United Nations Envoy for Recovery, Relief, and Reconstruction Nigel Fisher revealed that the international community has provided “insufficient” aid to Afghanistan and noted that the country is still undergoing an “immediate humanitarian crisis,” evidenced by widespread hunger. According to the World Food Program (WFP), the agency needs more than $585 million to deliver aid to some 9 million people, but WFP has received less than 60 percent of that total from donor countries. “We are extremely concerned that such high priority emergencies have fallen this far short on funding,” said WFP Executive Director James Morris. Consequently, WFP is facing a shortfall of 215,400 tons of food. While the United States has contributed a total of $374 million to Afghanistan for emergency humanitarian assistance, much more is needed to avert the current crisis.
Sending more aid to Afghanistan is also crucial to winning the war on terrorism. According to a report in the Christian Science Monitor, hunger and poverty are feeding fundamentalists in their campaign against the West. Ghulam Dastagir, director of a hospital in Zabul Province, commented, “The Taliban is using the ongoing hardship to preach against the US interests here. They say that if the Westerners can’t help you, we will.”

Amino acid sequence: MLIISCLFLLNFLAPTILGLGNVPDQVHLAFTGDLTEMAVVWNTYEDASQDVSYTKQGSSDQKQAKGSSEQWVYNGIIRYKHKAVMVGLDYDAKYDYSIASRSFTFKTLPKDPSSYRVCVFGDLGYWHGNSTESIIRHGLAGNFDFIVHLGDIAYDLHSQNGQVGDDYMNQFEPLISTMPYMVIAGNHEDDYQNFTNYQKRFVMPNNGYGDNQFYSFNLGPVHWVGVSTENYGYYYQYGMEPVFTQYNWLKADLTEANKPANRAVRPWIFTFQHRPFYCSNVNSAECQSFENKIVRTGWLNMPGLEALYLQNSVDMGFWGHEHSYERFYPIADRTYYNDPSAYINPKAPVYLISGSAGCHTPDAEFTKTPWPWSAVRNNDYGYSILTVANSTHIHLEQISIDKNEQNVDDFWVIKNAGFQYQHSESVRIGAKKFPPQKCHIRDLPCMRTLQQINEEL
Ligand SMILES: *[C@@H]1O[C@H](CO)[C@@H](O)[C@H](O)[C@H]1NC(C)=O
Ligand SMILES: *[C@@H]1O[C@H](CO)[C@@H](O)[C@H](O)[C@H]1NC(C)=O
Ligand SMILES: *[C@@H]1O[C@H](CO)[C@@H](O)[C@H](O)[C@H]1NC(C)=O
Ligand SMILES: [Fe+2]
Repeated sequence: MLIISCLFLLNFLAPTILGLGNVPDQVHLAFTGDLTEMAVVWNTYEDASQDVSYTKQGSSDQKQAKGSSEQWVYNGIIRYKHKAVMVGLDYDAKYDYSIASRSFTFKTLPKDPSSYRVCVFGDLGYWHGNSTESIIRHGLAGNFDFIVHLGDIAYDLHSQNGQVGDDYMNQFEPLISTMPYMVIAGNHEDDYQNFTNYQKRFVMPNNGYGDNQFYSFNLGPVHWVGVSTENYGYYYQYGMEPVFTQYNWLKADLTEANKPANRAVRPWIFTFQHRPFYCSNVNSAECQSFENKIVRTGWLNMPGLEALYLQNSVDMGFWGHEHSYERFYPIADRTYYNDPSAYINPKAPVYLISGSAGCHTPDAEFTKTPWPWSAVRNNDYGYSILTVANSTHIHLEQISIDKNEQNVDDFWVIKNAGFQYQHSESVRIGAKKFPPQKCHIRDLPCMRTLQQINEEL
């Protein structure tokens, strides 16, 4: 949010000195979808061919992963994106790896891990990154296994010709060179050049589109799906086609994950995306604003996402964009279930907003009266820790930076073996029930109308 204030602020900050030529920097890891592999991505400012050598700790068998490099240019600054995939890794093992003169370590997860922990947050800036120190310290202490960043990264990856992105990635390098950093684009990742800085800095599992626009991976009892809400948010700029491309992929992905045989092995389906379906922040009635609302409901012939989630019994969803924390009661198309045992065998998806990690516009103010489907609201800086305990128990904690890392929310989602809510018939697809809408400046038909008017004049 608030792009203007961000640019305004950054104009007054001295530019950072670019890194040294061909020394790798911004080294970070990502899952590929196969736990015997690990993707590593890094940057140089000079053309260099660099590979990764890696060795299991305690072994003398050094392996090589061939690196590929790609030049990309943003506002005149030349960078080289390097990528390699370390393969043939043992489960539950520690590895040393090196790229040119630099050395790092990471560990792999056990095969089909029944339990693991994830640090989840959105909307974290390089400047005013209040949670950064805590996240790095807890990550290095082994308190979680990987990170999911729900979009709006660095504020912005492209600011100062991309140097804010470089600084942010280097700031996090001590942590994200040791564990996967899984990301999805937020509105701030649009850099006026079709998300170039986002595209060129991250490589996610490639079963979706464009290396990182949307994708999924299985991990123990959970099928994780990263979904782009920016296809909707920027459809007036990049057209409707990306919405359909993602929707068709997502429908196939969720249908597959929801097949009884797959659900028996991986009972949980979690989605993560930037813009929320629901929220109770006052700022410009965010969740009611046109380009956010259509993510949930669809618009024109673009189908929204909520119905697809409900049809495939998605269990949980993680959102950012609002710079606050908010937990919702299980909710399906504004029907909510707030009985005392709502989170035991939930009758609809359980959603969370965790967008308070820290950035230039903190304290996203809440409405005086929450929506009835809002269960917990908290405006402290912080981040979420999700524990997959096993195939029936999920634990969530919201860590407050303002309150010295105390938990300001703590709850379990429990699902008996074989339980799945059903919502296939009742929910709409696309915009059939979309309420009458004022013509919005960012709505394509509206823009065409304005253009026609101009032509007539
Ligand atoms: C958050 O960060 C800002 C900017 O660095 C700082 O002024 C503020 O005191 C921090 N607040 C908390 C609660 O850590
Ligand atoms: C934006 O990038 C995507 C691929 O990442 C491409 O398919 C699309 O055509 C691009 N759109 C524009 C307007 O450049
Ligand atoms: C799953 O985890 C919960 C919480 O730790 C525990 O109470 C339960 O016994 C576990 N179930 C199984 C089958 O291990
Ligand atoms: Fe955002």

The Feminist Majority has called on the Bush Administration to support an immediate infusion of aid into Afghanistan. "President Bush promised that the U.S. would not abandon the Afghan people, especially Afghan women," said Feminist Majority President Eleanor Smeal. "It is time for the President to make good on his promise." The Feminist Majority is also calling for an expansion of the International Security Assistance Force (ISAF) throughout the war-torn country, as factional fighting and instability threaten the establishment of democracy and women’s rights in Afghanistan.
1/27/2016 Taiwan Elects First Woman President - In a landslide victory, the leader of Taiwan's Democratic Progressive Party (DPP) Tsai Ing-wen won the country's presidential election, becoming the first woman in Taiwan's history to hold the position.
Emphasizing her party's commitment to maintaining Taiwan's independence from China, Tsai won over young voters eager to usher in a political changing of the guard following some 70 years of dominance by the pro-Chinese unification party, the Kuomintang (KMT), chaired by presidential opponent Eric Chu. . . .